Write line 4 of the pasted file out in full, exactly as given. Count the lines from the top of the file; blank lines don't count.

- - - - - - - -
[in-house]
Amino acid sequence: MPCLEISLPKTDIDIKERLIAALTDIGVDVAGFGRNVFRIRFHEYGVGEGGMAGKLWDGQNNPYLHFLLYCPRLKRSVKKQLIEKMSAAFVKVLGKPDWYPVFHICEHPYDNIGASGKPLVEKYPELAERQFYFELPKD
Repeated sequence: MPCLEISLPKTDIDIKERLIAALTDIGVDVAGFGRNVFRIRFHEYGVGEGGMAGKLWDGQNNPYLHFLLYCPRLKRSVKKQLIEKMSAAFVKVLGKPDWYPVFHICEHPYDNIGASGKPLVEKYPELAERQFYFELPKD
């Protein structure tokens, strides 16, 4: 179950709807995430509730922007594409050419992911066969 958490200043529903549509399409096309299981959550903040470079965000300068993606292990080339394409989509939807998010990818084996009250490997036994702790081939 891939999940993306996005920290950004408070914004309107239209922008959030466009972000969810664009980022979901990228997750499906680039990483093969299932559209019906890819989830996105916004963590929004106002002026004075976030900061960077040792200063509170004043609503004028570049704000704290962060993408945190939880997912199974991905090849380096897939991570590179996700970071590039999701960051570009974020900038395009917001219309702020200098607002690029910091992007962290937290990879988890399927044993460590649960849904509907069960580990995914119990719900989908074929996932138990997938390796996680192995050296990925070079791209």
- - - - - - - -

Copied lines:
């Protein structure tokens, strides 16, 4: 179950709807995430509730922007594409050419992911066969 958490200043529903549509399409096309299981959550903040470079965000300068993606292990080339394409989509939807998010990818084996009250490997036994702790081939 891939999940993306996005920290950004408070914004309107239209922008959030466009972000969810664009980022979901990228997750499906680039990483093969299932559209019906890819989830996105916004963590929004106002002026004075976030900061960077040792200063509170004043609503004028570049704000704290962060993408945190939880997912199974991905090849380096897939991570590179996700970071590039999701960051570009974020900038395009917001219309702020200098607002690029910091992007962290937290990879988890399927044993460590649960849904509907069960580990995914119990719900989908074929996932138990997938390796996680192995050296990925070079791209």